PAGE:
Nationwide race may be the last one for Gateway When promoter Chris Pook secured $21.5 million in state-issued bonds to build Gateway International Raceway near Madison in 1996, many signs pointed to long-term success.
There was a new 1.25 oval track along with a new drag strip located a few miles from downtown St. Louis along the attractive and accessible location of Interstate 55/70.
With Pook's ties to CART and affiliation with the Long Beach Grand Prix, the track seemed to be on solid footing. There was a successful racing debut in 1997 and over the years some of the world's top drivers on several racing circuits competed at Gateway.
Fast forward to 2010 and the final checkered flag could be dropped on Saturday at the conclusion of the NASCAR Nationwide 5-hour Energy 250.
In July, the track's owner -- Dover Motorsports, Inc. --announced the facility was for sale and informed sanctioning officials at NASCAR that it would not apply for dates to host the Camping World Trucks Series or Nationwide Series.
In August, the National Hot Rod Association (NHRA) removed Gateway from its 2011 drag racing schedule.
"It's like losing a friend," said Pete Wickham, a former public relations director at Gateway. "For a lot of people, it will be a little like a funeral. I feel for the people who loved coming to the races, the ones you'd see time after time."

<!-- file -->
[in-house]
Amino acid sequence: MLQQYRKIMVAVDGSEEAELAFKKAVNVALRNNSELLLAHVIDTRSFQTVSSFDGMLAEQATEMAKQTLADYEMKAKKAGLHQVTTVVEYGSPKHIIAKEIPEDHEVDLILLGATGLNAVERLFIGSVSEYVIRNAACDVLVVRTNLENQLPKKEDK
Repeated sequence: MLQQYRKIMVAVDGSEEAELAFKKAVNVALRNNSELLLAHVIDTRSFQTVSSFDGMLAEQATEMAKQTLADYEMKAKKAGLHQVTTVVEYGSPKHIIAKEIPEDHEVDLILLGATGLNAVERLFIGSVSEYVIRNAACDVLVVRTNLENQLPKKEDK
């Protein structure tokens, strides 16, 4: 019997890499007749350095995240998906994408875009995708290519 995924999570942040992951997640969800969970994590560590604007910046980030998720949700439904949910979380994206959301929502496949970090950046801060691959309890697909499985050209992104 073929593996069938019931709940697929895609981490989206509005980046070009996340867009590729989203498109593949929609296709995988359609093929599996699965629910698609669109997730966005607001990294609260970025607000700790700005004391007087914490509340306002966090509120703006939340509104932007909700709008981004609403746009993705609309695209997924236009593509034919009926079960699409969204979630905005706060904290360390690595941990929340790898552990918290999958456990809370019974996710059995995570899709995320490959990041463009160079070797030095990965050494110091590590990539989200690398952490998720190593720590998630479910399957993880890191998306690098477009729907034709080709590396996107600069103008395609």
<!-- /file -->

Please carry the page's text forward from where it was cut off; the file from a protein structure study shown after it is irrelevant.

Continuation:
In the latest NASCAR Nationwide race in July, Carl Edwards bumped Brad Keselowski into the wall during a wild final lap as Edwards captured his third Gateway victory in the Missouri-Illinois Dodge Dealers 250.
Edwards and Keselowski return to the Madison track on Saturday along with popular driver Danica Patrick for what could be Gateway's final encore.
"Certainly what we've been doing wasn't working out there," Dover Motorsports CEO Denis McGlynn told the News-Democrat when the announcement was made earlier this summer. "We wish the economy was a lot stronger. Our business really depends on discretionary dollars and right now there aren't too many of them around, certainly not enough to support what we've been doing out there (at Gateway)."
A bad economy definitely impacted Gateway, but so did several other factors. The track never secured enough land around the facility for parking, which led to extended court battles, and there were also issues with traffic on Illinois 203.
Gateway's racing oval seats about 55,000, while the drag strip has seating for approximately 20,000.
In addition, track officials' quest to land an elusive NASCAR Sprint Cup race through the years never came to fruition. Just about every type of racing and sanctioning body took its turn on the track, including the popular NASCAR Nationwide Series that features numerous Sprint Cup drivers.
NHRA drag racing events were always popular and well attended.
"I don't think the economy was what put this thing down," said Lenny Batycki, Gateway's former vice president and general manager from December, 2006 to Oct. 1, 2009. "Long before anyone ever drove around that oval, there were some challenges already in place." More at BND.com